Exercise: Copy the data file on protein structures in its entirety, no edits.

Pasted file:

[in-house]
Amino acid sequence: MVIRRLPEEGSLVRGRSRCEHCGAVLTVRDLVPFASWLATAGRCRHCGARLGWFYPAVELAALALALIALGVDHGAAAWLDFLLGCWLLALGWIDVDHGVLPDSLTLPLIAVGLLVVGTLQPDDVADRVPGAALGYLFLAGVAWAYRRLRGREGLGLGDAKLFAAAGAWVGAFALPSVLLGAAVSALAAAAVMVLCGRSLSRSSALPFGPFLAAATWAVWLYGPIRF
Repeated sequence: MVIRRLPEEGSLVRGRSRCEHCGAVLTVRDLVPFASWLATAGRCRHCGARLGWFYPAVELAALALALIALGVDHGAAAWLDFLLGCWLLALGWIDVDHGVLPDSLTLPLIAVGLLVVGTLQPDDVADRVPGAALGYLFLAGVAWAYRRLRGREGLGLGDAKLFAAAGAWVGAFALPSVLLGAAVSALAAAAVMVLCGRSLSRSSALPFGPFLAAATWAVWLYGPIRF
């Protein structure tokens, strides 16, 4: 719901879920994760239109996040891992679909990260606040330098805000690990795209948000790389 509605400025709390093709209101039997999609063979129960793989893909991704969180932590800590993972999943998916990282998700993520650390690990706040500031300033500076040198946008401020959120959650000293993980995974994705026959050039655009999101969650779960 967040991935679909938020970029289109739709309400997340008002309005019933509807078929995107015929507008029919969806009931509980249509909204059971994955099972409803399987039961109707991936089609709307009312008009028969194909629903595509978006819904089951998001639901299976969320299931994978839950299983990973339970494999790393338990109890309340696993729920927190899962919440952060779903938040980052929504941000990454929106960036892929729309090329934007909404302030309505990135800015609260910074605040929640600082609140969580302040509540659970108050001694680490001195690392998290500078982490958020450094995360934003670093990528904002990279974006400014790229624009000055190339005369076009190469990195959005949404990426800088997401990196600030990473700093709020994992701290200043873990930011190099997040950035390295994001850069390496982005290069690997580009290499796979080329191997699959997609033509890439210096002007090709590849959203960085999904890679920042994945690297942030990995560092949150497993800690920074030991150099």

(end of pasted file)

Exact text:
[in-house]
Amino acid sequence: MVIRRLPEEGSLVRGRSRCEHCGAVLTVRDLVPFASWLATAGRCRHCGARLGWFYPAVELAALALALIALGVDHGAAAWLDFLLGCWLLALGWIDVDHGVLPDSLTLPLIAVGLLVVGTLQPDDVADRVPGAALGYLFLAGVAWAYRRLRGREGLGLGDAKLFAAAGAWVGAFALPSVLLGAAVSALAAAAVMVLCGRSLSRSSALPFGPFLAAATWAVWLYGPIRF
Repeated sequence: MVIRRLPEEGSLVRGRSRCEHCGAVLTVRDLVPFASWLATAGRCRHCGARLGWFYPAVELAALALALIALGVDHGAAAWLDFLLGCWLLALGWIDVDHGVLPDSLTLPLIAVGLLVVGTLQPDDVADRVPGAALGYLFLAGVAWAYRRLRGREGLGLGDAKLFAAAGAWVGAFALPSVLLGAAVSALAAAAVMVLCGRSLSRSSALPFGPFLAAATWAVWLYGPIRF
């Protein structure tokens, strides 16, 4: 719901879920994760239109996040891992679909990260606040330098805000690990795209948000790389 509605400025709390093709209101039997999609063979129960793989893909991704969180932590800590993972999943998916990282998700993520650390690990706040500031300033500076040198946008401020959120959650000293993980995974994705026959050039655009999101969650779960 967040991935679909938020970029289109739709309400997340008002309005019933509807078929995107015929507008029919969806009931509980249509909204059971994955099972409803399987039961109707991936089609709307009312008009028969194909629903595509978006819904089951998001639901299976969320299931994978839950299983990973339970494999790393338990109890309340696993729920927190899962919440952060779903938040980052929504941000990454929106960036892929729309090329934007909404302030309505990135800015609260910074605040929640600082609140969580302040509540659970108050001694680490001195690392998290500078982490958020450094995360934003670093990528904002990279974006400014790229624009000055190339005369076009190469990195959005949404990426800088997401990196600030990473700093709020994992701290200043873990930011190099997040950035390295994001850069390496982005290069690997580009290499796979080329191997699959997609033509890439210096002007090709590849959203960085999904890679920042994945690297942030990995560092949150497993800690920074030991150099």